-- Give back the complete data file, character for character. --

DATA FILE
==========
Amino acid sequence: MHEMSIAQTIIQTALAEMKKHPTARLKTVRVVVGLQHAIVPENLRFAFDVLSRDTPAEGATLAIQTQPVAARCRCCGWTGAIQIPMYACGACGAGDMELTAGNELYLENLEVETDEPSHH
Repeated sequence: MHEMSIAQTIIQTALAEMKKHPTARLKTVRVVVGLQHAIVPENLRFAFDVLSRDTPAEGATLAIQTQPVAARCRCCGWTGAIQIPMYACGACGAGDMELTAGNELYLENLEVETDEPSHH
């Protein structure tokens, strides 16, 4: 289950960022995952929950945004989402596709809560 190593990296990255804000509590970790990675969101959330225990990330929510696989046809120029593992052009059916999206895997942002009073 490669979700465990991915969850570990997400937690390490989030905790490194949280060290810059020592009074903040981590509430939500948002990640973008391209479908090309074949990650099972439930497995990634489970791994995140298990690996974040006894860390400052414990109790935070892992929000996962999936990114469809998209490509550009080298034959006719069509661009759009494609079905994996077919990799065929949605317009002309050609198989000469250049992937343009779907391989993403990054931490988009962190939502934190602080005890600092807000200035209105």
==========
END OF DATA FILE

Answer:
Amino acid sequence: MHEMSIAQTIIQTALAEMKKHPTARLKTVRVVVGLQHAIVPENLRFAFDVLSRDTPAEGATLAIQTQPVAARCRCCGWTGAIQIPMYACGACGAGDMELTAGNELYLENLEVETDEPSHH
Repeated sequence: MHEMSIAQTIIQTALAEMKKHPTARLKTVRVVVGLQHAIVPENLRFAFDVLSRDTPAEGATLAIQTQPVAARCRCCGWTGAIQIPMYACGACGAGDMELTAGNELYLENLEVETDEPSHH
């Protein structure tokens, strides 16, 4: 289950960022995952929950945004989402596709809560 190593990296990255804000509590970790990675969101959330225990990330929510696989046809120029593992052009059916999206895997942002009073 490669979700465990991915969850570990997400937690390490989030905790490194949280060290810059020592009074903040981590509430939500948002990640973008391209479908090309074949990650099972439930497995990634489970791994995140298990690996974040006894860390400052414990109790935070892992929000996962999936990114469809998209490509550009080298034959006719069509661009759009494609079905994996077919990799065929949605317009002309050609198989000469250049992937343009779907391989993403990054931490988009962190939502934190602080005890600092807000200035209105």